“Dher aham prithvi tvam, Retoham retabhru tvam, Manoham asmi vaktam, Samaham asmi rikritvam, Sa maam anuvruta bhava”
“I am the sky and you are the earth. I transmit energy while you receive it from me. If I am the mind, you are the word that manifests from its thoughts. If I am a strain of music, then you are the song that stems from it. You and I, in essence, complete each other.”
Oooooh hello my darling friends. It’s been so long! I’ve been really rather slammed what with moving back to America n’all. But not too slammed to take in some luscious weddings.
So today, we’re talking about Ami & Mitesh. I was honored to get to second shoot with The Polk Bros who seem to be experts at this Indian thang. And what a thang is was, indeed.
You see, whenever you let it slip you’re doing an Indian wedding, what do people say? Quite predictably: “Oh yes. Those are colorful.” Yes, colorful. And (as you’re about to see) So. Much. More.
But first, the story…
Now, remember, I was second shooting. So I hadn’t met Ami and Mitesh before I showed up and I only gathered their story in bits and pieces from out of the corner of my ear. From what I can understand, they met online and grew their love long distance – traveling between their two states monthly to see each other face to face. And now, Ami and Mitesh have found themselves -at long last- together in 4D 4ever.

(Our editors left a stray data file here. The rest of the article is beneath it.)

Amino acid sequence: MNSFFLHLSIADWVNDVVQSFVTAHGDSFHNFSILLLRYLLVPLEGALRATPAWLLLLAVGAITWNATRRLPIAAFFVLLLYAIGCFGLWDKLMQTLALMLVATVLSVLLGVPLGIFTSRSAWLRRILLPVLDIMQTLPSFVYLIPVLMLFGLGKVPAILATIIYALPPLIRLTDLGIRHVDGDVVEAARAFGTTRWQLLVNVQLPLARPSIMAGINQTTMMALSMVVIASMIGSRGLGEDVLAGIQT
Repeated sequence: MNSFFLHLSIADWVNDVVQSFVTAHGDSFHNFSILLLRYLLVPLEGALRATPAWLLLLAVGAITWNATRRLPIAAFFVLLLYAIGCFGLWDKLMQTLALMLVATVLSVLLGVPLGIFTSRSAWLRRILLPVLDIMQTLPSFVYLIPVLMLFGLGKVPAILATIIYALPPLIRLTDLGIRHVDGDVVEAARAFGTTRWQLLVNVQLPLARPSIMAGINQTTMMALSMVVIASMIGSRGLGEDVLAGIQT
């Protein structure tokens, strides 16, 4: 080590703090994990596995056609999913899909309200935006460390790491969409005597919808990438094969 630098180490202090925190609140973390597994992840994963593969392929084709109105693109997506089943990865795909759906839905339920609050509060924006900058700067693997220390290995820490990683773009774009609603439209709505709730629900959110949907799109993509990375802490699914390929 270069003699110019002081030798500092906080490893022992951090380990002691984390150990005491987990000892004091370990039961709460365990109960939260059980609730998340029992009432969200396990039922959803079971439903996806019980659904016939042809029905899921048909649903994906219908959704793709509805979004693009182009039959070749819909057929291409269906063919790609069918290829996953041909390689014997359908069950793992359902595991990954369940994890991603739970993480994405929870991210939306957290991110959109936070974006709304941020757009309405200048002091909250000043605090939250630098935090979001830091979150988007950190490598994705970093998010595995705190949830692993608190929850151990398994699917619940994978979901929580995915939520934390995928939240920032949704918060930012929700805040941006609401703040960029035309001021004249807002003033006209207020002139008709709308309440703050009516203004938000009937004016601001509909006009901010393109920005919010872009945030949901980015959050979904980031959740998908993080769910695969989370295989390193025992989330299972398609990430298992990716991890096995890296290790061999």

I slotted in on day three of a three day wedding. While I’m unsure what came on days one and two, boy oh boy, day three was pretty spectacular and action packed. Starting at 6am, we followed the couple for a whopping 16 hours through two wardrobe changes and multiple rituals and traditions.
One thing I really enjoyed about witnessing this union was the way in which both bride and groom received intense attention and importance in the ceremonial aspects. I disdain the way in which western weddings can so often see a groom positioned as a sort of accessory to the day. For the important bits, anyway…
Not this time! Ami and Mitesh went through their own ceremonies and rituals separately with their own families for much of the day. While I was with the groom, I did find myself constantly wondering what Ami was doing.
By 8am, we were outside dancing in the street. With a horse, no less! I’m a sucker for music. And culture. And rituals. And being in the presence of happy people. So this combination of heart thumping music, jubilant dancing and multiple times when I had no idea what was going on, I cried my way through 30 minutes of photographing this period of time. I also wondered what the neighbors were thinking. And whether they were into Indian music.
Eventually we made it back to the Hilton where another round of interesting things happened I was unaware of and, I’m gonna to squeal on myself here, I got in trouble for stepping on pile of petals on the ground (damn white people…am I right?) which later I realized was an alter.
Cut to the ceremony…Mitesh walked down the aisle with his family and received a long ceremony of rituals by the priest before being covered by a blanket so that Ami couldn’t see him when she made her way down the aisle to complete the ceremony.
So intriguing was the way that the whole family were present at the alter, the fathers participated in their own rituals and there was fire and fruit and gifts and throwing of roses and holding of hands and giving of money and bowing of heads.
Although I was both in awe and unaware of what I was witnessing, I am entirely honored to have been allowed to participate as one of their photographers. I do wish Ami & Mitesh all the best in their life together. And may their future be as colorful as their wedding.
// the photos //